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Who’s that behind those $130,000 sunglasses?
While the price of those limited edition jeweled Cartier shades will inflict sticker shock on many consumers, eyewear makers are targeting big spenders, namely, those who are plunking down thousands of dollars on designer handbags.
“America is trading up. What was once expensive is now the opening price point,” said Mark Ugenti, senior vice president of sales for Safilo’s retail sunglass division.
Safilo produces eyewear for such upscale brands as Giorgio Armani, Gucci and Dior.
“You look at handbag and shoe prices going up and up. In the future, you will see [eyewear] that is much more expensive [than now],” Ugenti added.
While celebrity cool was the push behind the Sixties ad slogan “Who’s that behind those Foster Grants?” opulent luxury is now the name of the game. Some are comforting their demanding upscale consumers with diamond- and ruby-encrusted 18-karat gold eyewear. Kieselstein-Cord Eyewear boasts a signature alligator fob bedecked in diamonds, and Chrome Hearts recently jeweled its Disfunctional frame to the tune of $10,000.
Loree Rodkin offers diamond-encrusted crosses, peace signs and hearts on custom eyewear, produced by Sama, where designer Sheila Vance is often asked to do custom work. She recently created the Pyramid of Diamonds frame with 3.23 carats of diamonds and another frame with an 8-carat diamond at the temple.
“One of the biggest trends for spring heading into fall is this idea of trading up into something that’s fine, like a fine jewelry sunglass,” said Ed Burstell, Bergdorf Goodman’s senior vice president and general merchandise manager of beauty, jewelry and accessories. “We’ve had success selling Cartier in the $3,000 range, gold and wood [Cartier frames] and the $5,000 range.”
Bergdorf’s will offer $4,000 frames from Kieselstein-Cord, a $6,000 Oliver Peoples limited edition and pricy ones, too, from Leiber and Golden Wood.
“The work going into all of these glasses commands a higher price,” Burstell said. “There’s a lot more handwork in all of these.”
A spokeswoman for Optical Shop of Aspen said its Miami store often sells out of the jeweled frames.
The high-as-the-sky prices were the talk of the town at Vision Expo East, which ended a three-day run on March 25 at the Jacob K. Javits Convention Center in New York. Many companies at the show projected double-digit growth for this year on top of last year’s double-digit increases. The show had 561 exhibitors, the same as in 2006.
Cartier bowed its new jewelry-inspired Panthère eyewear collection at a private launch party a day prior to the trade show. The frames start at $500 and go up to $130,000 for a custom gem-drenched pair. In its Classic line, the company offers a signature option for select clients in which it will inscribe the consumer’s name, a phrase or a word such as “love” or a sports logo onto the top of the right lens.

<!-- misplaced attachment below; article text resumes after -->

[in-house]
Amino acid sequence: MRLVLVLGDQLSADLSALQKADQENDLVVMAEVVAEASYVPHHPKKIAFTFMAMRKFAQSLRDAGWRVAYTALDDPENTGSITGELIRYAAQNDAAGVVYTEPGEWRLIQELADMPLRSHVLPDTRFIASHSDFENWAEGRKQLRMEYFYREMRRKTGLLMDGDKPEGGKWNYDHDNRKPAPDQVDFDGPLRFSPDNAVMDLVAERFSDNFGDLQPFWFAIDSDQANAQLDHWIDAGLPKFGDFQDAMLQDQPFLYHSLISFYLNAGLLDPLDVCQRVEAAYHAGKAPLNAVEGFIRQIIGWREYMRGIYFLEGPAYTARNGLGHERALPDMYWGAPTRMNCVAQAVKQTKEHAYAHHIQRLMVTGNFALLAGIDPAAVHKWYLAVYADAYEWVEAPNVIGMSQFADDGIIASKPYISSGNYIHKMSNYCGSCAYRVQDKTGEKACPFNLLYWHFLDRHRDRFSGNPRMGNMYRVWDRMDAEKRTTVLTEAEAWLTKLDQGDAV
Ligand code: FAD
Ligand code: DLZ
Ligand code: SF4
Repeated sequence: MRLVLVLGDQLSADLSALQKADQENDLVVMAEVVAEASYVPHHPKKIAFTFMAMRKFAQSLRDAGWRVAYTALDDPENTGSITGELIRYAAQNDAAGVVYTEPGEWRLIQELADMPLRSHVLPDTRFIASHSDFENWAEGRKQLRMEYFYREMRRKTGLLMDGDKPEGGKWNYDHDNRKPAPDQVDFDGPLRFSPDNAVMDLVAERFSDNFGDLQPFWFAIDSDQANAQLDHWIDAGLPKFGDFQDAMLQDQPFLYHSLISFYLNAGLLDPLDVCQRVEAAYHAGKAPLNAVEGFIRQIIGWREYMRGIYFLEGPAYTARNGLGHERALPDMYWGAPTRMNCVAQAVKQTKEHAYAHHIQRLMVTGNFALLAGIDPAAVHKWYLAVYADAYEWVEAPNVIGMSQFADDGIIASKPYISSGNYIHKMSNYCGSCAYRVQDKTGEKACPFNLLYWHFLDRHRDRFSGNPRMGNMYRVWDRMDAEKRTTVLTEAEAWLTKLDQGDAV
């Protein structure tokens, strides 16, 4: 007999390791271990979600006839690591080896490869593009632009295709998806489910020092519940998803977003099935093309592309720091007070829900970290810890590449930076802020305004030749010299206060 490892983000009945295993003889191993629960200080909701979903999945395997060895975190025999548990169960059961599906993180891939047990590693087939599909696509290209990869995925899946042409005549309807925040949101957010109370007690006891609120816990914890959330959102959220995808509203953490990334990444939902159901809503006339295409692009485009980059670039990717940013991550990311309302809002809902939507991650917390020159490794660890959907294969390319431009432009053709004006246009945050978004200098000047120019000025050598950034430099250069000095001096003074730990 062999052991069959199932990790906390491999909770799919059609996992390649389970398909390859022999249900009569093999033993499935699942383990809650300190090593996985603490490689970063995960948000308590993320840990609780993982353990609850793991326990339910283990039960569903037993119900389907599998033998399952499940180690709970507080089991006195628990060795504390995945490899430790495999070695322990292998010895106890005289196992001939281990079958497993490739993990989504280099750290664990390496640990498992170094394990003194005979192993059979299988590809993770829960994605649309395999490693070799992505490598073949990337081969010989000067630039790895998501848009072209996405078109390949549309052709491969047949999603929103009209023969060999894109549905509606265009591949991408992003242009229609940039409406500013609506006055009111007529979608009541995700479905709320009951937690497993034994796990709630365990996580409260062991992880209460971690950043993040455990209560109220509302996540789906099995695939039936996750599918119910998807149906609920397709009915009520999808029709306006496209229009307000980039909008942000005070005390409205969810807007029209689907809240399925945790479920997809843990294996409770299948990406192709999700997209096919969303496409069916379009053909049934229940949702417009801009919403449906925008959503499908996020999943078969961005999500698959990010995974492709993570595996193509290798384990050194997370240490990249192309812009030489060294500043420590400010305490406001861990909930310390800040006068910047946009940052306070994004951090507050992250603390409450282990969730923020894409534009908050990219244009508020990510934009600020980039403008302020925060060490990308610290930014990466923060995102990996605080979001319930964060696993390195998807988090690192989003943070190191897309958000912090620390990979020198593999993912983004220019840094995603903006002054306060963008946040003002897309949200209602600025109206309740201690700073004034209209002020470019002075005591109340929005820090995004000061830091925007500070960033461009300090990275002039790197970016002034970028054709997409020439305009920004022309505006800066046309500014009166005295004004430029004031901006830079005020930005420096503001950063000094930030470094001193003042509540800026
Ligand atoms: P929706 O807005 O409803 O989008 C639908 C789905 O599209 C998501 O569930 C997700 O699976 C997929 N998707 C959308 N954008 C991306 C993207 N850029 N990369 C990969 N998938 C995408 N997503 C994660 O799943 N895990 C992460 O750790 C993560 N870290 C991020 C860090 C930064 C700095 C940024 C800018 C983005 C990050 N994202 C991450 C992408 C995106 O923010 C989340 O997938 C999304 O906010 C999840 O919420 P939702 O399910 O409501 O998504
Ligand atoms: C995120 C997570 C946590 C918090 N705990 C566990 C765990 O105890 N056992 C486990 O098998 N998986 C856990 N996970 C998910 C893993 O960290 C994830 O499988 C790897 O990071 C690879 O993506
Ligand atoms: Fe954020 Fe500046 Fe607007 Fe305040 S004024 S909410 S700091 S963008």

While Cartier is known for its luxurious jewelry and watches, eyewear represents an entry price point for a fledgling Cartier customer.
“Cartier is about accessibility,” said Frédéric de Narp, president and chief executive officer of Cartier in North America. “Cartier is the fastest-growing luxury brand in America.”
De Narp said it’s the firm’s plan to keep having high-quality distribution of eyewear, made in its factory near Paris.
Brands like Armani, Robert Marc, Lafont and Fendi are wooing customers with limited edition styles that also offer the benefit of exclusivity. In recent seasons, some of Armani’s limited editions offered mother-of-pearl inlay, an intense treatment of crystals or an entire frame covered in crocodile-embossed leather.
Marc offered sunglasses with buffalo-skin temples, and Lafont had a limited edition frame for its 20th anniversary this year. Made completely of metal filigree, it will become a collector’s item, the company believes.
Leiber Eyewear, which is produced by Legacie, offers styles with hand-painted and hand-set Austrian crystals that are retired often. They retail from $465 to $1,100.
The latest limited edition Fendis boast hand-painted flowers and tiny studs that spell out Fendi on either temple at $600 retail.
“They’re very deluxe,” said Giancarla Agnoli, senior vice president of design at Marchon. “It’s a distinction for a fashion consumer who understands luxury. It’s a combination of luxury and uniqueness.”
Many companies attribute the emergence of this new deluxe eyewear market to the growth of the designer eyewear business.
Pierre Faye, senior vice president of Luxottica in North America, said the firm’s luxury designer brands, such as Bulgari and Chanel, which have an opening price point of $300, are booming, as are its premier fashion brands, like Prada, Ralph Lauren and Versace, which start at around $200.
“With increased pricing in handbags, designer eyewear is really an entry price point,” said Faye.
In other trends at Vision Expo, vintage styles made an appearance, such as in Ray-Ban’s Wayfarers and Carolina Herrera’s small, round tortoise frames. Aviators are still strong, but the more square-shaped Navigator has made an entry at John Varvatos and Marc Jacobs.
Shields are still important, but logos across the board are a bit smaller, akin to the trend in the handbag market. Notable ones include Dior’s Raindrop frame jeweled at the temples with a small Dior insignia embossed at the sides, and Betsey Johnson’s Harajuku Collection frames made of coated paper on acetate.